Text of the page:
Tuesday, July 29, 2003

Fear fueled Armstrong, who looks toward 2004

The Associated Press

PARIS - Lance Armstrong was worried he might not win the Tour de France this year.

Concerned about his dwindling lead, he even had a hard time looking teammates in the eyes when they ate together.

"I was very scared," Armstrong said in an interview on NBC's Today Monday, a day after his record-tying fifth straight victory in cycling's most prestigious race.

He overcame crashes, illnesses, hard-charging rivals and some bad luck to sip champagne in the saddle Sunday as he coasted to the Champs Elysees in Paris in the final stage.

But it was close. For Armstrong, used to winning the Tour by comfortable margins, his 61-second victory over Jan Ullrich just wasn't good enough.

"I love cycling, I love my job and I will be back," Armstrong said. "In many ways, I'm coming back to hopefully return to a level that I had for the first four, because this year was not acceptable."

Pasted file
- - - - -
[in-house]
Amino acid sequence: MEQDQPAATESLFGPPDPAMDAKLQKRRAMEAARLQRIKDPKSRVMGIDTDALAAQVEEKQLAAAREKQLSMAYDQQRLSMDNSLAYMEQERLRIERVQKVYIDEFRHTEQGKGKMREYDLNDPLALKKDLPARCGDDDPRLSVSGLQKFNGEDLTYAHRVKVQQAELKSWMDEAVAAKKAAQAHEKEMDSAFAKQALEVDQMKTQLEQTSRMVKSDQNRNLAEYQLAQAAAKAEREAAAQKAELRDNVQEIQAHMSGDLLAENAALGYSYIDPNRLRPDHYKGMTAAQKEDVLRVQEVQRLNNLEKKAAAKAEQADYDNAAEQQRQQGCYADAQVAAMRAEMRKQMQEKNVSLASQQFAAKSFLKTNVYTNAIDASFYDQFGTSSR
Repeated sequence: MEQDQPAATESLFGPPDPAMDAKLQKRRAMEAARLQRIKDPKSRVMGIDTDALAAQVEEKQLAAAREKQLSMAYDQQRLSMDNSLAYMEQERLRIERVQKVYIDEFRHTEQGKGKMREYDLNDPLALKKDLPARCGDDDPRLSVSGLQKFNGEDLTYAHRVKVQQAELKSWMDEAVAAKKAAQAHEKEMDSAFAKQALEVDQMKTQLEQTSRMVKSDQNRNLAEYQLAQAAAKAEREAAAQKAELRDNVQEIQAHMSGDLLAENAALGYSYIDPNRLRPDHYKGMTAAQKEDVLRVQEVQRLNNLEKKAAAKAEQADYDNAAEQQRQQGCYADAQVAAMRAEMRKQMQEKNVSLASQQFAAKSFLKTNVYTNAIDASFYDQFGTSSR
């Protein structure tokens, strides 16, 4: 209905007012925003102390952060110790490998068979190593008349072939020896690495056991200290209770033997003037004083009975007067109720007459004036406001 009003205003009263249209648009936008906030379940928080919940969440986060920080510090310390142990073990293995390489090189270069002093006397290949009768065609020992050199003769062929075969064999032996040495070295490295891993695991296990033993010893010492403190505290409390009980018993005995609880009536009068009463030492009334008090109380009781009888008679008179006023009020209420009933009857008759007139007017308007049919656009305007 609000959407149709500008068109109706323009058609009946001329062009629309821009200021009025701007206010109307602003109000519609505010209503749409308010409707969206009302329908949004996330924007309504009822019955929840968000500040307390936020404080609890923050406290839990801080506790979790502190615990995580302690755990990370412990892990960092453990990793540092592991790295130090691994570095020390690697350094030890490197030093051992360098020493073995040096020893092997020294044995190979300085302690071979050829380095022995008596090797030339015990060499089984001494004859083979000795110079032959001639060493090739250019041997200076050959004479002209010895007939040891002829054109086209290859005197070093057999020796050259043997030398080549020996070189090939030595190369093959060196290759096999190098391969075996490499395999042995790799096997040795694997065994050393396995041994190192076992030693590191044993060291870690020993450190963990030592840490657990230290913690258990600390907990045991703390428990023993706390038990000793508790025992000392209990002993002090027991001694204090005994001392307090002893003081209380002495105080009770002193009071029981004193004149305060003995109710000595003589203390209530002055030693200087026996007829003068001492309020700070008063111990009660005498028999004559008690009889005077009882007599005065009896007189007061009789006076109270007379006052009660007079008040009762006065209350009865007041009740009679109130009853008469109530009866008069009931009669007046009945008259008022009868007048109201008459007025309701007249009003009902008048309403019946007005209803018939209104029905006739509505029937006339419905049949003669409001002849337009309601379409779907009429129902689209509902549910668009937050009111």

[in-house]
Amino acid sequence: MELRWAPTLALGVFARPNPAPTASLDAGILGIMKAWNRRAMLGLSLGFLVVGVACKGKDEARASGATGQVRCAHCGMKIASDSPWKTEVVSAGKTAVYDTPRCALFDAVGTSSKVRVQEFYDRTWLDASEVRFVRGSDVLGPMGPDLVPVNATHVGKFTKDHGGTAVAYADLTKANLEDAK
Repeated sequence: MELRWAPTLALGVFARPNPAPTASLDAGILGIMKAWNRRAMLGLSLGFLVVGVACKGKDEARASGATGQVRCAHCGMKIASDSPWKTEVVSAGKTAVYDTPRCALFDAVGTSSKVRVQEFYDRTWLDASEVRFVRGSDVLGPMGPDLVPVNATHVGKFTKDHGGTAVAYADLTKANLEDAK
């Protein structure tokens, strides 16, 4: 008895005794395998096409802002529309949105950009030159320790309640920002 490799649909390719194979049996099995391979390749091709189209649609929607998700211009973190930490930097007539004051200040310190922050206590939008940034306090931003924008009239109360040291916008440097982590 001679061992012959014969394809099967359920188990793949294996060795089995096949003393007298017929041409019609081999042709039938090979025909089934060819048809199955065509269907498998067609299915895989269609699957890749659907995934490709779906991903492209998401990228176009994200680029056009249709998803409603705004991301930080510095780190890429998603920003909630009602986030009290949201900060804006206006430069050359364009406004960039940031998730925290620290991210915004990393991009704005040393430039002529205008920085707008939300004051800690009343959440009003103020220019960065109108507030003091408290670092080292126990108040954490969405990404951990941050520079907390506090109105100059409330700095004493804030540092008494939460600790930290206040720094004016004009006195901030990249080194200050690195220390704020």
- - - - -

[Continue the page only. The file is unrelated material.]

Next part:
Each of his first four victories was by at least 6 minutes. But even after he took the overall lead for good with two weeks left, Armstrong didn't seal this title until the next-to-last day.

There was a series of problems. He had a stomach flu that was so bad before the Tour he nearly didn't make the flight to France. He was bruised in a crash on the second day. He lost 11 pounds through dehydration during a time trial in a heat wave and struggled up the Tour's most daunting climb, the 8,728 1/2-foot Col du Galibier, with a faulty back brake rubbing against the wheel.

"It takes a little bit out of you with the brake on," Armstrong said. "Those sort of problems just kept happening."

His rivals took notice, sensing that Armstrong was ready to fall.

The turning point came last Monday on a mist-shrouded 8.3-mile ascent to the Pyrenean ski station of Luz-Ardiden, one of the Tour's hardest climbs. Typically for this drama-packed Tour, Armstrong fell when a spectator's outstretched bag hooked his handlebars. But he got back up and rode past Ullrich, who, in a gesture of sportsmanship, waited for Armstrong to get back on his bike.

"I got up and my first thought was, oh no, I lost the Tour de France," Armstrong said.

Ullrich came into the Tour from two knee operations, a ban for using recreational drugs, and the collapse of his Team Coast. He's already thinking about next year.

"I delivered one of my best races ever," Ullrich said. "This time, I was very close to Armstrong."

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Fear fueled Armstrong, who looks toward 2004

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